auspice n : a favorable omen
thumb|280px|A confident rider, surrounded by birds of good omen is approached by a [[Nike (mythology)|Nike bearing victor's wreaths on this Laconian black-figured kylix, ca. 550–530 BCE]] An auspice (Latin: auspicium from auspex, literally "one who looks at birds") is a type of omen already familiar to the king of Alasia in Cyprus who, in the Amarna correspondence (fourteenth century BCE) has need of an 'eagle diviner' to be sent from Egypt. The earlier, indigenous practice of divining by bird signs, familiar in the figure of Calchas, the bird-diviner to Agamemnon, who has led the army (Iliad I.69) was largely replaced by sacrifice-divination through inspection of the sacrificial victim's liver— haruspices— during the Orientalizing period. "From Plato we learn that hepatoscopy enjoyed greater prestige than bird augury"
In ancient Rome, an auspice was a sign from the gods, as interpreted by an augur. An augur would perform a ceremony (known as "taking the auspices") and would read patterns of birds in the sky. Depending upon the birds, the auspices from the gods could be favorable or unfavorable (auspicious or inauspicious). Sometimes bribed or politically motivated augurs would fabricate unfavorable auspices in order to delay certain state functions, such as elections. Pliny the Younger attributes the invention of auspicy to Tiresias the seer of Thebes, the generic model of a seer in the Greco-Roman literary culture.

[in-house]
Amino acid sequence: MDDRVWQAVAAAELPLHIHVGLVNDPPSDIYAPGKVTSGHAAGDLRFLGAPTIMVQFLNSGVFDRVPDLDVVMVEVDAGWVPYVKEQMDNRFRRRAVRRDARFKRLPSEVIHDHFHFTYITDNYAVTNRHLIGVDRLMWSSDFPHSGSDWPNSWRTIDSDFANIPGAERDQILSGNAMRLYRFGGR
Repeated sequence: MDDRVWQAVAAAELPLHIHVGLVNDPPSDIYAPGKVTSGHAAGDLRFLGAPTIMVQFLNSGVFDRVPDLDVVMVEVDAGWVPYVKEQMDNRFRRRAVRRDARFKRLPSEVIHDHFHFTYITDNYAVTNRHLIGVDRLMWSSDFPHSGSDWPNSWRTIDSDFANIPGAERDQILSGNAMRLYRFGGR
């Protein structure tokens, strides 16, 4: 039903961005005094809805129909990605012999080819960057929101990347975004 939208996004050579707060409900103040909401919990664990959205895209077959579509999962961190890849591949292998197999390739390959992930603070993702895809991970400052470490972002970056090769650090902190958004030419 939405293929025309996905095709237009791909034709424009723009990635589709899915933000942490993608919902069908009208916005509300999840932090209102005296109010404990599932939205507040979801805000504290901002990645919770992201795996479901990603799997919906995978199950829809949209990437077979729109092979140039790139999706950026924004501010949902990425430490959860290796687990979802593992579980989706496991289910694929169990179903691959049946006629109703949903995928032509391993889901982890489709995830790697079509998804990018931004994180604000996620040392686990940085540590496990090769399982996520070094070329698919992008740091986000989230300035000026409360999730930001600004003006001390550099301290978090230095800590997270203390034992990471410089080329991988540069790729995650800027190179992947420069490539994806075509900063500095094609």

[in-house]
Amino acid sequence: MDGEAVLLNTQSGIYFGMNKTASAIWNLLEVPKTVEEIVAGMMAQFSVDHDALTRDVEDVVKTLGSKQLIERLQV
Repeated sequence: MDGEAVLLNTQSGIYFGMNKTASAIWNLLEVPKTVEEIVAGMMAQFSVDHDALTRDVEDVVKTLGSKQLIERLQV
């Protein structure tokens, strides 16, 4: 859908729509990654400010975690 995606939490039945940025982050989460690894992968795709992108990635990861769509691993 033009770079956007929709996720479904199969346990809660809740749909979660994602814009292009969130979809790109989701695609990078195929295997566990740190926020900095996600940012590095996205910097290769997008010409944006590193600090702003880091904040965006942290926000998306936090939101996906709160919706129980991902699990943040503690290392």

One of the most famous auspices is the one which is connected with the founding of Rome. Once the founders of Rome, Romulus and Remus, arrived at the Palatine Hill, the two argued over where the exact position of the city should be. Romulus was set on building the city upon the Palatine, but Remus wanted to build the city on the strategic and easily fortified Aventine Hill. The two agreed to settle their argument by testing their abilities as augurs and by the will of the gods. Each took a seat on the ground apart from one another, and, according to Plutarch, Remus saw six vultures, while Romulus saw twelve.
Modern application of the termIn the vocational education sector of Australia, auspicing is where a registered training organization enters a partnership arrangement with another organisation that undertakes training or assessment on their behalf. The original training organization is still responsible for the quality of that training and assessment. The word is also used when a larger organization, such as local government, accepts and manages grant money, on behalf of a smaller community group, which does not have the necessary financial arrangements in place.
auspice in Danish: Auspicier
auspice in Persian: شُگون